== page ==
I was at that waking nightmare against the Rams in December, and it was the worst I've ever felt after attending a Seahawks game. I say that as someone who went to Steve Largent's final game in 1989 and cried like I did when E.T. was all ashy and dying, harassed by raccoons. It was a sobering beatdown, but we still had a chance to make the playoffs at that point. I went home to the Tri-Cities, looking forward to watching the Cowboys game with my family on Christmas Eve.

The game was a big highlight of my trip home, and it felt great to watch a Seahawks win with my family like I had done for the past three decades. There was an odd undercurrent to everything, though. A number of more distant family members and acquaintances of my parents refused to come over watch the Seahawks in support of Donald Trump's brazen attacks on the free speech rights of NFL players. I was stunned, flabbergasted at the ease with which some people could abandon the team. If I was going to stop watching the Seahawks because I didn't like the politics of the players or coaches, or I found their behavior abhorrent, there would have been dozens of opportunities for me to do so over the years. I mean, back in the 00s my favorite player was Matt Hasselbeck, who openly campaigned and fund-raised for George W. Bush. If my criteria for supporting the Seahawks was entirely dependent on my TOTAL ALIGNMENT WITH AND APPROVAL OF all the players on all the coaches, I should boycott the team because they employ Frank Clark. I should abandon the franchise because Pete Carroll consorted with noted radical misogynist and transphobe Jordan Peterson. I'm... not going to do any of that.

Maybe my Hillary-Clinton-voting ass is just accustomed to making compromises, because I know getting half a loaf is OK since hey, that way you can still make sandwiches? But I think it's deeper than that, because the social pressure to abandon the NFL and the Seahawks isn't just coming from the right.

I run in pretty deeply progressive/queer/feminist circles, and as you can imagine, there's not a ton of people in my networks that watch the NFL, or even understand how I can watch it. I've heard the critiques, and if Colin Kaepernick getting blackballed, or the concussion crisis, or the league's tepid response to domestic violence has killed your desire to watch the game, I respect that.

(Sidebar: I do find it laughable when people who NEVER watched the NFL make a BIIIIG performative show of "boycotting" the NFL. Bruh, if you use a product or service and then STOP using it to make a political point, that's a boycott. It would be bizarre if I announced that I was boycotting NASCAR, since I've never watched it anyway. You can just not like or not watch something without theatrically announcing it to the world, you know?)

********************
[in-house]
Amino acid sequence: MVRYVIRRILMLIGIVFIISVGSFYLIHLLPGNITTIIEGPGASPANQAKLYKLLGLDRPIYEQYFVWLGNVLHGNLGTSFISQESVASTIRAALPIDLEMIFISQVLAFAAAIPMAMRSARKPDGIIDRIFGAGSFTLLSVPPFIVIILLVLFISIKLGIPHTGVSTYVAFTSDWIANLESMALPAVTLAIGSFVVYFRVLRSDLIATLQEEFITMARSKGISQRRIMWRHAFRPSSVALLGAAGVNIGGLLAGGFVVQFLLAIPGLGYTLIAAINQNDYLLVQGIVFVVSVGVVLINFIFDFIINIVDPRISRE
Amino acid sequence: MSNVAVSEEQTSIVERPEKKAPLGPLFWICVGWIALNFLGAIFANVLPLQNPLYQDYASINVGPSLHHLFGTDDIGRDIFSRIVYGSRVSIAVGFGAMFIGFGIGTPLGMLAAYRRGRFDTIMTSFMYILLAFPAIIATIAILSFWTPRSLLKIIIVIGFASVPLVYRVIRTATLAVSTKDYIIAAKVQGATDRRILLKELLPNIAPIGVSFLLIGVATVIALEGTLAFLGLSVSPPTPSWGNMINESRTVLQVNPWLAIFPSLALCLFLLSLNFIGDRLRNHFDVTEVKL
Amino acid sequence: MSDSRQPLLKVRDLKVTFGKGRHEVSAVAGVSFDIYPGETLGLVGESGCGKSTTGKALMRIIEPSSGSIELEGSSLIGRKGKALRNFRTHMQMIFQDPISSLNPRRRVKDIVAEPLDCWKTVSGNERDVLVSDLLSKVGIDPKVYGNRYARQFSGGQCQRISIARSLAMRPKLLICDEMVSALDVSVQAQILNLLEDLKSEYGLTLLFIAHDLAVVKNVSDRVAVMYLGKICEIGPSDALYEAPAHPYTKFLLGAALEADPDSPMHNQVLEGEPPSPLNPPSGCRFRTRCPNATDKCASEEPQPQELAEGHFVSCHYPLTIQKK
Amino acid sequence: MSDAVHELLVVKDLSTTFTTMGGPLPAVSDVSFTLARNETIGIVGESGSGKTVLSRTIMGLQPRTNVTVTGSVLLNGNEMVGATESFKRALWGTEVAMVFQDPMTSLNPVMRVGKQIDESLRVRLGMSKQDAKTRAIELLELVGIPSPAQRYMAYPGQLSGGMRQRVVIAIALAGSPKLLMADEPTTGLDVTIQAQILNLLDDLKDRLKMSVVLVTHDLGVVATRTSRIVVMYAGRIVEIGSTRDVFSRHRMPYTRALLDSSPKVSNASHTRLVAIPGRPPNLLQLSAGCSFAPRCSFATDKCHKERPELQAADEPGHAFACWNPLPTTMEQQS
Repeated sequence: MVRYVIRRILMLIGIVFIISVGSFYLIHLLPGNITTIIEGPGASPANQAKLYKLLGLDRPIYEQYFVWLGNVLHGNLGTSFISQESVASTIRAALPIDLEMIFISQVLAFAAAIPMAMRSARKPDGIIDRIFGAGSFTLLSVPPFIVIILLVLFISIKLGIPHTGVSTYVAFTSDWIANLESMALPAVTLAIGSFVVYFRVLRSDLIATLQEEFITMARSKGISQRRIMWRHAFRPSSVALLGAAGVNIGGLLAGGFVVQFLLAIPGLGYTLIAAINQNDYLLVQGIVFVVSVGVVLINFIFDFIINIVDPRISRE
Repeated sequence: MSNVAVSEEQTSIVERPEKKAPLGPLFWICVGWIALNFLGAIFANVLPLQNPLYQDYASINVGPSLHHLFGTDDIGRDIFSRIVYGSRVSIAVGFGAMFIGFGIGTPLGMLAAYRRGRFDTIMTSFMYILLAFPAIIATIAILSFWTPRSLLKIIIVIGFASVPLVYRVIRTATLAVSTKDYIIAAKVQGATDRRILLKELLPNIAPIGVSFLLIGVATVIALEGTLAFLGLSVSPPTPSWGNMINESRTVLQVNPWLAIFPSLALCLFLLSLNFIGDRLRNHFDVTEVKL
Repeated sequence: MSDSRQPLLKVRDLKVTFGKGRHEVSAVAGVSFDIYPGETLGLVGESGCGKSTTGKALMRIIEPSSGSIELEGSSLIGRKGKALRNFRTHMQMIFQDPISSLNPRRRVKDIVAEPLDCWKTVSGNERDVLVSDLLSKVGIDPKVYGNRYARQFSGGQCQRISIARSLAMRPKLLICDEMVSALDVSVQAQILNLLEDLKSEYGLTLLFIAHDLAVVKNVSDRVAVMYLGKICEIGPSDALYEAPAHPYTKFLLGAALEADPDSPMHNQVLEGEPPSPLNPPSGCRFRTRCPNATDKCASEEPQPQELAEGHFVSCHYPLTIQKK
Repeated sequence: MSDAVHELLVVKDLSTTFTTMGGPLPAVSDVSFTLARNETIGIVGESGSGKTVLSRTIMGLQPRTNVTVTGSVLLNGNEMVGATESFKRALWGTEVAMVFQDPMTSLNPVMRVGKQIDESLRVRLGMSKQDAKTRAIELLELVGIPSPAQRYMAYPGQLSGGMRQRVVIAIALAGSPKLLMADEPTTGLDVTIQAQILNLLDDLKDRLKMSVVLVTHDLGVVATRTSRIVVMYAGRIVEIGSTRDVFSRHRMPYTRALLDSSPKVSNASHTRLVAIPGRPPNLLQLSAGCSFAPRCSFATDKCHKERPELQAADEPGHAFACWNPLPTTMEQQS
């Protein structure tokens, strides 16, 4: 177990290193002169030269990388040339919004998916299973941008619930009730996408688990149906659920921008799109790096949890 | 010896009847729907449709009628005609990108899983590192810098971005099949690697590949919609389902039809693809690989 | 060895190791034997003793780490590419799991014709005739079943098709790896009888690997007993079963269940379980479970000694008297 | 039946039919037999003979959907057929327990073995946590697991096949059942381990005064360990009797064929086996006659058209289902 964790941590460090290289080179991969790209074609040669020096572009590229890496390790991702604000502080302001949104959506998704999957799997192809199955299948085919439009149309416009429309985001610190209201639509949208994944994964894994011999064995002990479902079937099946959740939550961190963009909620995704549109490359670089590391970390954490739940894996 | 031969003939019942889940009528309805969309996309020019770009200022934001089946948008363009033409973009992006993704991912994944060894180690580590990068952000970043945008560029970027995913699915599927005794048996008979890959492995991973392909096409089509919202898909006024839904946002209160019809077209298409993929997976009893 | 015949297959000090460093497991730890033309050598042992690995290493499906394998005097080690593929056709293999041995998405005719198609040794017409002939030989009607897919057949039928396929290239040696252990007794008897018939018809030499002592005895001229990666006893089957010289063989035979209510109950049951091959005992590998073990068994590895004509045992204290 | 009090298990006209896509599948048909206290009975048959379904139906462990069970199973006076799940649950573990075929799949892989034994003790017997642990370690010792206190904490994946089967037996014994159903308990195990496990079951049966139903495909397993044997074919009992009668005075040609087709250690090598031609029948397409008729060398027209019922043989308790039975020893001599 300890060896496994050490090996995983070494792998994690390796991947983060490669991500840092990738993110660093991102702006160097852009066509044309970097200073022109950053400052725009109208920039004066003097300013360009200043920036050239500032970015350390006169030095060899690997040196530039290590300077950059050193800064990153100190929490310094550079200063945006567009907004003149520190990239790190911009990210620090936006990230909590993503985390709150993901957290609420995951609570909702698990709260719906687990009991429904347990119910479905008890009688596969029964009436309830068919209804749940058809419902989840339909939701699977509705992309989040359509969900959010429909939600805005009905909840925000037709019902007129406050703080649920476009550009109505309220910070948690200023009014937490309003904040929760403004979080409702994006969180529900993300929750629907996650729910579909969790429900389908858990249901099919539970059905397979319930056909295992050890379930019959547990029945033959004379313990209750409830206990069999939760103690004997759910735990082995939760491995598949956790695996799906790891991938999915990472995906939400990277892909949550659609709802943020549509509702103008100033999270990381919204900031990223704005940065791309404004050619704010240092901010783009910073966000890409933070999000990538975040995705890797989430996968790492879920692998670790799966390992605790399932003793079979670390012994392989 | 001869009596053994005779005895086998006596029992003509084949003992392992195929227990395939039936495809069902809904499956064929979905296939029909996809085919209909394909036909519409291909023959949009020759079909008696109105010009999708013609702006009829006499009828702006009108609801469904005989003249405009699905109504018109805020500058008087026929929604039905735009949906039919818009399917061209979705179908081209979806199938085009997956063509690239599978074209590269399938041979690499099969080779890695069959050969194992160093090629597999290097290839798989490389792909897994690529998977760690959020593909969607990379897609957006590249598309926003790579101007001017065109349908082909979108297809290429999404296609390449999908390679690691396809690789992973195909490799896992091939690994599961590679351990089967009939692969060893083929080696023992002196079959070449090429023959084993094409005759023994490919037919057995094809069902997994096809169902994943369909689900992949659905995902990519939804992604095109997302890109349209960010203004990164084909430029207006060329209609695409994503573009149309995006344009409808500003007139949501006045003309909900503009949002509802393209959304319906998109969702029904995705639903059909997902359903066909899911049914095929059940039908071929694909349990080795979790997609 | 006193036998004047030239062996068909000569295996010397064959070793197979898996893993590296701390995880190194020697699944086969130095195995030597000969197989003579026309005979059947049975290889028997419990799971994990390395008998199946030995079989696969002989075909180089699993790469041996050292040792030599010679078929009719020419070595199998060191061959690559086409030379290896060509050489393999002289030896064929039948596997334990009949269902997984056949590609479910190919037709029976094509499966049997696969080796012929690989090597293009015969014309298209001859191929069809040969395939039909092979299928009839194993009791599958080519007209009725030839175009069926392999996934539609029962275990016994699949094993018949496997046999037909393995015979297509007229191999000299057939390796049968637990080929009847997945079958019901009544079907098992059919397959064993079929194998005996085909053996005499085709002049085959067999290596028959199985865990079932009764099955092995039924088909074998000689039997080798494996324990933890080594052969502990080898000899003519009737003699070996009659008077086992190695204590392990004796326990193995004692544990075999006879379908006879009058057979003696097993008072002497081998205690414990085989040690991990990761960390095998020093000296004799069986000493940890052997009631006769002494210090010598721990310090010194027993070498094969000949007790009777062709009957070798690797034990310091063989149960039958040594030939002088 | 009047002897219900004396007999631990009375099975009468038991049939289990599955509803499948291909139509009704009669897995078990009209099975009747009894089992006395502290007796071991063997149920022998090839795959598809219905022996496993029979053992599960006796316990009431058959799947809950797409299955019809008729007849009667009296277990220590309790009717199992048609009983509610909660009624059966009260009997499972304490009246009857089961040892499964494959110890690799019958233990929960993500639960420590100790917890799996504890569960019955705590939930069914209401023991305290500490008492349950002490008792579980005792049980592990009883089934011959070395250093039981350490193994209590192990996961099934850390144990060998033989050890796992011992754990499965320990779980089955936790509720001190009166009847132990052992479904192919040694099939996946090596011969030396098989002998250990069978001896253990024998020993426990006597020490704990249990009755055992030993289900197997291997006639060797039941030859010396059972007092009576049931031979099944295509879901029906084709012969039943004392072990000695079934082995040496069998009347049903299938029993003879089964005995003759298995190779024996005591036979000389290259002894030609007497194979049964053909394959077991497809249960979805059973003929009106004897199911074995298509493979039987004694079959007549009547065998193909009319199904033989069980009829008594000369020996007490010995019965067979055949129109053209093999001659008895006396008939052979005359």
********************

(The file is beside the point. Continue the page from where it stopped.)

It IS alienating, though. For most of my life watching the Seahawks has been an oasis where I could connect with my family, friends, and roots in Washington State, where I could let loose and just express the full range and intensity of my emotions, and where I could, in the most positive sense of concept, feel something close to normal. It doesn't feel quite that way anymore. Now it's contentious and contested, rather than being something a broad swath of American society can enjoy together.

That said, this is still so important to me. In May I came home for alumni weekend at Western, and to see friends and family in Seattle. It was a transcendent experience that was so energizing that it made me think about moving to Bellingham in a more serious manner than I have for at least 15 years. Even though it is the offseason, the visit also reminded me how important, how crucial, being a 12 is to my identity. The Seahawks have been one of the only constants in my life over the decades, and one of the things that make me feel like my heart is still wirelessly connected to the state I grew up in. I need this team, and I need to feel connected to my fellow 12s. I felt that when I was blogging regularly, and that's a big reason I'm going to try to write here more regularly from now on.

Obviously, there is plenty to write about concerning the team right now. My annual jersey-buying guide will be coming in July, and I'll also do a (grossly belated) recap of the 2017 season soon. On some level, this is therapeutic for me - So I'll try to talk to y'all more often this season.

Anyway, Go Hawks!

December 4, 2017

Seahawks 24, Eagles 10


"I've got some thoughts I cling to/What makes you bitter makes you old..." -Chastity Belt, 5am

While I was preparing to write this post, I decided to look up how many players in the NFL are older than I am. There were just two: Adam Vinatieri and Phil Dawson. I had two reactions to this. First, I should have trained my beefy-ass legs to kick footballs straight and far a long time ago. I actually remember spending exactly one afternoon when I was like 14 trying to train myself to be a kicker. I swung and missed more than once. I was by myself. The ball was on a tee. One time I slipped and fell right on my ass. That brought my placekicking career to a merciful end. 

My other reaction? Relief. Relief that I hadn't yet passed into the realm of being (theoretically) too old to play in the NFL. Sure, I'm also a woman, and I have no athletic talent whatsoever, and I'm pretty sure if I ever played an NFL snap I'd not only die - I'd explode like one of the Garblovians from Rick and Morty on first contact from an opposing player. But, hey! I could still play in the NFL!